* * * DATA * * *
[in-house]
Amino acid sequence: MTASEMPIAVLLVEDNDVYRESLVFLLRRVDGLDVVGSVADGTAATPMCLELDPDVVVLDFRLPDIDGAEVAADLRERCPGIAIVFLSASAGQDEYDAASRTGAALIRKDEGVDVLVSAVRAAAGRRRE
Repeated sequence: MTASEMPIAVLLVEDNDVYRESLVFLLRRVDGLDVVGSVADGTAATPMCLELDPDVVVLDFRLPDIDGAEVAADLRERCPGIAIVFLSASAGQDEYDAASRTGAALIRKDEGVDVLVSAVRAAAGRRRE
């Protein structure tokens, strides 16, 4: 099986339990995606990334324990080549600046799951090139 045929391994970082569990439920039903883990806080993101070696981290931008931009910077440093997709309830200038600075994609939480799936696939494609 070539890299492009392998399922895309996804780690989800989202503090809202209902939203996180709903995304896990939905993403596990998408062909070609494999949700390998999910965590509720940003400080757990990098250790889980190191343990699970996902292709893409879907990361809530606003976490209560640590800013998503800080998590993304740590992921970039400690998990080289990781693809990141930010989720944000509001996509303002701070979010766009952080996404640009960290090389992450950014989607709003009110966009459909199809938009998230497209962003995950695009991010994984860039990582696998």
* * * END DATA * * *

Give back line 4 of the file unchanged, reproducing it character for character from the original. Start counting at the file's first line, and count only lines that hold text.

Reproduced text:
């Protein structure tokens, strides 16, 4: 099986339990995606990334324990080549600046799951090139 045929391994970082569990439920039903883990806080993101070696981290931008931009910077440093997709309830200038600075994609939480799936696939494609 070539890299492009392998399922895309996804780690989800989202503090809202209902939203996180709903995304896990939905993403596990998408062909070609494999949700390998999910965590509720940003400080757990990098250790889980190191343990699970996902292709893409879907990361809530606003976490209560640590800013998503800080998590993304740590992921970039400690998990080289990781693809990141930010989720944000509001996509303002701070979010766009952080996404640009960290090389992450950014989607709003009110966009459909199809938009998230497209962003995950695009991010994984860039990582696998």